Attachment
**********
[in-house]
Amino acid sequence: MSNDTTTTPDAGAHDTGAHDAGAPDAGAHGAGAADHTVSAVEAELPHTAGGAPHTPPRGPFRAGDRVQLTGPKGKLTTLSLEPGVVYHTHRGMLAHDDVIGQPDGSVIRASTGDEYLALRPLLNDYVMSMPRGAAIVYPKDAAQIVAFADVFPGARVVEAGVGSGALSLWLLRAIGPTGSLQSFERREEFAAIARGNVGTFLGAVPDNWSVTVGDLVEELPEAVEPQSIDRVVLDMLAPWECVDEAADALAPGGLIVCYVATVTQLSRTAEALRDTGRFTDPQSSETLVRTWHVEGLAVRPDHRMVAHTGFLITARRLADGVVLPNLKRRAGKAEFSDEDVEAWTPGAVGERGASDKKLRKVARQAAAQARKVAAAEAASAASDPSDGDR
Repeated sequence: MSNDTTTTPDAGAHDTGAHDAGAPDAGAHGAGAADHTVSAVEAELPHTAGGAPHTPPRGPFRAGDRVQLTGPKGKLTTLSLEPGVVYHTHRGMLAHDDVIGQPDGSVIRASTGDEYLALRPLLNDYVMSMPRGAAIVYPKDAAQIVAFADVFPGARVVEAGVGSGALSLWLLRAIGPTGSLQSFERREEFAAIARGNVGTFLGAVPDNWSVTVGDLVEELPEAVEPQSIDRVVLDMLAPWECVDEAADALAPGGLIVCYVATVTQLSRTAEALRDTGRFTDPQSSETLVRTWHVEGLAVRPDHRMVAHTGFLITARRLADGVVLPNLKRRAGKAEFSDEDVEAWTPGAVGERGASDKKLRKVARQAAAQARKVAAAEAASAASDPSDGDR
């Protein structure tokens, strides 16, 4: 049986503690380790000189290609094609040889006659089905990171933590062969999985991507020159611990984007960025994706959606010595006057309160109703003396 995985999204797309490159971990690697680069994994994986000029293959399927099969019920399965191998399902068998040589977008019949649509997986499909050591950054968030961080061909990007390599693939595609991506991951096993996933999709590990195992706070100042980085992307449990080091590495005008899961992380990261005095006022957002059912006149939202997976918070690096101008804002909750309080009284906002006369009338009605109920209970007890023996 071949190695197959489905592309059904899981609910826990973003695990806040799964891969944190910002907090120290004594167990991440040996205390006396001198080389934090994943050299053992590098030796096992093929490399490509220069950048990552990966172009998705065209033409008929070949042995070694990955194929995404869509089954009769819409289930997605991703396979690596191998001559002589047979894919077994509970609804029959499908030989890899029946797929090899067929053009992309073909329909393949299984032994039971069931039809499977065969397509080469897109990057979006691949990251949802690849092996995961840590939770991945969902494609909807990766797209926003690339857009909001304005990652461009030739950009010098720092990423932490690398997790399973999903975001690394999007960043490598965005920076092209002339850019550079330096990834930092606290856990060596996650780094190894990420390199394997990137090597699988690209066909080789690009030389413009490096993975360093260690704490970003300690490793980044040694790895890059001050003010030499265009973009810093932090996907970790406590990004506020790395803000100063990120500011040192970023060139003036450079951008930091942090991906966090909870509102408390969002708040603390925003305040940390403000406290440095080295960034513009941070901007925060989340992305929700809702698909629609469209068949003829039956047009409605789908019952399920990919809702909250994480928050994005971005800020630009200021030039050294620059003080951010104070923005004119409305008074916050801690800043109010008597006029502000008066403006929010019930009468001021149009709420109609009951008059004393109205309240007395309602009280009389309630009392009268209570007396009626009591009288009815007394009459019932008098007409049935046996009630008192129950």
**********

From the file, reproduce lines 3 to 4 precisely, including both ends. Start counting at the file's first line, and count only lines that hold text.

Repeated sequence: MSNDTTTTPDAGAHDTGAHDAGAPDAGAHGAGAADHTVSAVEAELPHTAGGAPHTPPRGPFRAGDRVQLTGPKGKLTTLSLEPGVVYHTHRGMLAHDDVIGQPDGSVIRASTGDEYLALRPLLNDYVMSMPRGAAIVYPKDAAQIVAFADVFPGARVVEAGVGSGALSLWLLRAIGPTGSLQSFERREEFAAIARGNVGTFLGAVPDNWSVTVGDLVEELPEAVEPQSIDRVVLDMLAPWECVDEAADALAPGGLIVCYVATVTQLSRTAEALRDTGRFTDPQSSETLVRTWHVEGLAVRPDHRMVAHTGFLITARRLADGVVLPNLKRRAGKAEFSDEDVEAWTPGAVGERGASDKKLRKVARQAAAQARKVAAAEAASAASDPSDGDR
């Protein structure tokens, strides 16, 4: 049986503690380790000189290609094609040889006659089905990171933590062969999985991507020159611990984007960025994706959606010595006057309160109703003396 995985999204797309490159971990690697680069994994994986000029293959399927099969019920399965191998399902068998040589977008019949649509997986499909050591950054968030961080061909990007390599693939595609991506991951096993996933999709590990195992706070100042980085992307449990080091590495005008899961992380990261005095006022957002059912006149939202997976918070690096101008804002909750309080009284906002006369009338009605109920209970007890023996 071949190695197959489905592309059904899981609910826990973003695990806040799964891969944190910002907090120290004594167990991440040996205390006396001198080389934090994943050299053992590098030796096992093929490399490509220069950048990552990966172009998705065209033409008929070949042995070694990955194929995404869509089954009769819409289930997605991703396979690596191998001559002589047979894919077994509970609804029959499908030989890899029946797929090899067929053009992309073909329909393949299984032994039971069931039809499977065969397509080469897109990057979006691949990251949802690849092996995961840590939770991945969902494609909807990766797209926003690339857009909001304005990652461009030739950009010098720092990423932490690398997790399973999903975001690394999007960043490598965005920076092209002339850019550079330096990834930092606290856990060596996650780094190894990420390199394997990137090597699988690209066909080789690009030389413009490096993975360093260690704490970003300690490793980044040694790895890059001050003010030499265009973009810093932090996907970790406590990004506020790395803000100063990120500011040192970023060139003036450079951008930091942090991906966090909870509102408390969002708040603390925003305040940390403000406290440095080295960034513009941070901007925060989340992305929700809702698909629609469209068949003829039956047009409605789908019952399920990919809702909250994480928050994005971005800020630009200021030039050294620059003080951010104070923005004119409305008074916050801690800043109010008597006029502000008066403006929010019930009468001021149009709420109609009951008059004393109205309240007395309602009280009389309630009392009268209570007396009626009591009288009815007394009459019932008098007409049935046996009630008192129950």